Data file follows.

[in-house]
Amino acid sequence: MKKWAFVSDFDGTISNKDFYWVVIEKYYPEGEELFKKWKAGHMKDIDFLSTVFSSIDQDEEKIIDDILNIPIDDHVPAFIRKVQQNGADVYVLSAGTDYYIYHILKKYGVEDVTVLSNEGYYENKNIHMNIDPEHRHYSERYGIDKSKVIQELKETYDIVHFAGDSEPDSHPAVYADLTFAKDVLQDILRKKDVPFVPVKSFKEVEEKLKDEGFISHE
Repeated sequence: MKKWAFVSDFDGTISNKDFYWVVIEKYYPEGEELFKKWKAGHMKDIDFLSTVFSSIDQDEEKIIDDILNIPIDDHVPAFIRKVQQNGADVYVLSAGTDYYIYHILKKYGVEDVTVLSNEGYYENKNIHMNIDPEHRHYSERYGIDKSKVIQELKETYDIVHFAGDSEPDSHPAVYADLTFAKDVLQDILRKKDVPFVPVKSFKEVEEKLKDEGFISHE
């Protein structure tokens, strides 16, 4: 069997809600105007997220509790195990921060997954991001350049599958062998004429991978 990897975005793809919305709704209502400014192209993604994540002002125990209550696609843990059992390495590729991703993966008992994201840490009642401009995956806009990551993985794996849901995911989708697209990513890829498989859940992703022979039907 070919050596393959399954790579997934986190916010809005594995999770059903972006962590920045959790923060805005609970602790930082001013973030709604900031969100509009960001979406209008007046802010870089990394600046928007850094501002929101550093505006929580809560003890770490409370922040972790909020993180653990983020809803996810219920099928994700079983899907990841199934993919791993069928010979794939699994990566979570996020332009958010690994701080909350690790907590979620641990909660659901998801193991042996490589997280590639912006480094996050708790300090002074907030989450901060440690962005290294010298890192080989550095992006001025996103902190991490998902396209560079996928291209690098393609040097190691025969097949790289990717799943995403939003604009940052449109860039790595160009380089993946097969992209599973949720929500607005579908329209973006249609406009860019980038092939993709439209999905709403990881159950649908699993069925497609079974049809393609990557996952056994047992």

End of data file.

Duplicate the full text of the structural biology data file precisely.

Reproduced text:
[in-house]
Amino acid sequence: MKKWAFVSDFDGTISNKDFYWVVIEKYYPEGEELFKKWKAGHMKDIDFLSTVFSSIDQDEEKIIDDILNIPIDDHVPAFIRKVQQNGADVYVLSAGTDYYIYHILKKYGVEDVTVLSNEGYYENKNIHMNIDPEHRHYSERYGIDKSKVIQELKETYDIVHFAGDSEPDSHPAVYADLTFAKDVLQDILRKKDVPFVPVKSFKEVEEKLKDEGFISHE
Repeated sequence: MKKWAFVSDFDGTISNKDFYWVVIEKYYPEGEELFKKWKAGHMKDIDFLSTVFSSIDQDEEKIIDDILNIPIDDHVPAFIRKVQQNGADVYVLSAGTDYYIYHILKKYGVEDVTVLSNEGYYENKNIHMNIDPEHRHYSERYGIDKSKVIQELKETYDIVHFAGDSEPDSHPAVYADLTFAKDVLQDILRKKDVPFVPVKSFKEVEEKLKDEGFISHE
């Protein structure tokens, strides 16, 4: 069997809600105007997220509790195990921060997954991001350049599958062998004429991978 990897975005793809919305709704209502400014192209993604994540002002125990209550696609843990059992390495590729991703993966008992994201840490009642401009995956806009990551993985794996849901995911989708697209990513890829498989859940992703022979039907 070919050596393959399954790579997934986190916010809005594995999770059903972006962590920045959790923060805005609970602790930082001013973030709604900031969100509009960001979406209008007046802010870089990394600046928007850094501002929101550093505006929580809560003890770490409370922040972790909020993180653990983020809803996810219920099928994700079983899907990841199934993919791993069928010979794939699994990566979570996020332009958010690994701080909350690790907590979620641990909660659901998801193991042996490589997280590639912006480094996050708790300090002074907030989450901060440690962005290294010298890192080989550095992006001025996103902190991490998902396209560079996928291209690098393609040097190691025969097949790289990717799943995403939003604009940052449109860039790595160009380089993946097969992209599973949720929500607005579908329209973006249609406009860019980038092939993709439209999905709403990881159950649908699993069925497609079974049809393609990557996952056994047992």